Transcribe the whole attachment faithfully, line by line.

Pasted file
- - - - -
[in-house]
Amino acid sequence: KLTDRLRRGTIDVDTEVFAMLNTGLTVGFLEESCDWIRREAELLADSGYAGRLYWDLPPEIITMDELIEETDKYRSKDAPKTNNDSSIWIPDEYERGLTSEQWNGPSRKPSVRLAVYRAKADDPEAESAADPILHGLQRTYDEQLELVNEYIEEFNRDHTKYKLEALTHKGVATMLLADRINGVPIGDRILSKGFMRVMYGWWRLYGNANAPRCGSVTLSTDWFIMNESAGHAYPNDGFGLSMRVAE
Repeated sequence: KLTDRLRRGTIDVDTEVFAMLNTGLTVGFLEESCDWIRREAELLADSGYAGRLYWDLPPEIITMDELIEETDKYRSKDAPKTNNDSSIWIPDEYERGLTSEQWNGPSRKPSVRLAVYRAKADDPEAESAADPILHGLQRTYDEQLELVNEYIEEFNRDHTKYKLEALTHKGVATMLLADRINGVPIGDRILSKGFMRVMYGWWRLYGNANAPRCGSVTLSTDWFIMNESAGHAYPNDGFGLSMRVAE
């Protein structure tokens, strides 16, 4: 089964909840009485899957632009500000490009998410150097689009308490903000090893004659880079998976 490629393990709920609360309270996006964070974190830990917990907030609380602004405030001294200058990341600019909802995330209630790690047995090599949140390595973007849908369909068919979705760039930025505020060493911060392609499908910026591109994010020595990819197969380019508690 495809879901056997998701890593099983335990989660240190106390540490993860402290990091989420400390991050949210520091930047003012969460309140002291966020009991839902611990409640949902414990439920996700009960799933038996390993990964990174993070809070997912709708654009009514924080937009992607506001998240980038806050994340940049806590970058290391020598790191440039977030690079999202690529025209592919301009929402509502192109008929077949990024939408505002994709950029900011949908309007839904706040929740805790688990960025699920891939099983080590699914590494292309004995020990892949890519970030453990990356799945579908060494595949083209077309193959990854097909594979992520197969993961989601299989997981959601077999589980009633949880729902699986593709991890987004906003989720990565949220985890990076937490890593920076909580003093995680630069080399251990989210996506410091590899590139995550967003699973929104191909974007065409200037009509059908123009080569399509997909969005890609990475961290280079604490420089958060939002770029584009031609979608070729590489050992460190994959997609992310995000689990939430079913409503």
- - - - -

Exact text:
[in-house]
Amino acid sequence: KLTDRLRRGTIDVDTEVFAMLNTGLTVGFLEESCDWIRREAELLADSGYAGRLYWDLPPEIITMDELIEETDKYRSKDAPKTNNDSSIWIPDEYERGLTSEQWNGPSRKPSVRLAVYRAKADDPEAESAADPILHGLQRTYDEQLELVNEYIEEFNRDHTKYKLEALTHKGVATMLLADRINGVPIGDRILSKGFMRVMYGWWRLYGNANAPRCGSVTLSTDWFIMNESAGHAYPNDGFGLSMRVAE
Repeated sequence: KLTDRLRRGTIDVDTEVFAMLNTGLTVGFLEESCDWIRREAELLADSGYAGRLYWDLPPEIITMDELIEETDKYRSKDAPKTNNDSSIWIPDEYERGLTSEQWNGPSRKPSVRLAVYRAKADDPEAESAADPILHGLQRTYDEQLELVNEYIEEFNRDHTKYKLEALTHKGVATMLLADRINGVPIGDRILSKGFMRVMYGWWRLYGNANAPRCGSVTLSTDWFIMNESAGHAYPNDGFGLSMRVAE
């Protein structure tokens, strides 16, 4: 089964909840009485899957632009500000490009998410150097689009308490903000090893004659880079998976 490629393990709920609360309270996006964070974190830990917990907030609380602004405030001294200058990341600019909802995330209630790690047995090599949140390595973007849908369909068919979705760039930025505020060493911060392609499908910026591109994010020595990819197969380019508690 495809879901056997998701890593099983335990989660240190106390540490993860402290990091989420400390991050949210520091930047003012969460309140002291966020009991839902611990409640949902414990439920996700009960799933038996390993990964990174993070809070997912709708654009009514924080937009992607506001998240980038806050994340940049806590970058290391020598790191440039977030690079999202690529025209592919301009929402509502192109008929077949990024939408505002994709950029900011949908309007839904706040929740805790688990960025699920891939099983080590699914590494292309004995020990892949890519970030453990990356799945579908060494595949083209077309193959990854097909594979992520197969993961989601299989997981959601077999589980009633949880729902699986593709991890987004906003989720990565949220985890990076937490890593920076909580003093995680630069080399251990989210996506410091590899590139995550967003699973929104191909974007065409200037009509059908123009080569399509997909969005890609990475961290280079604490420089958060939002770029584009031609979608070729590489050992460190994959997609992310995000689990939430079913409503």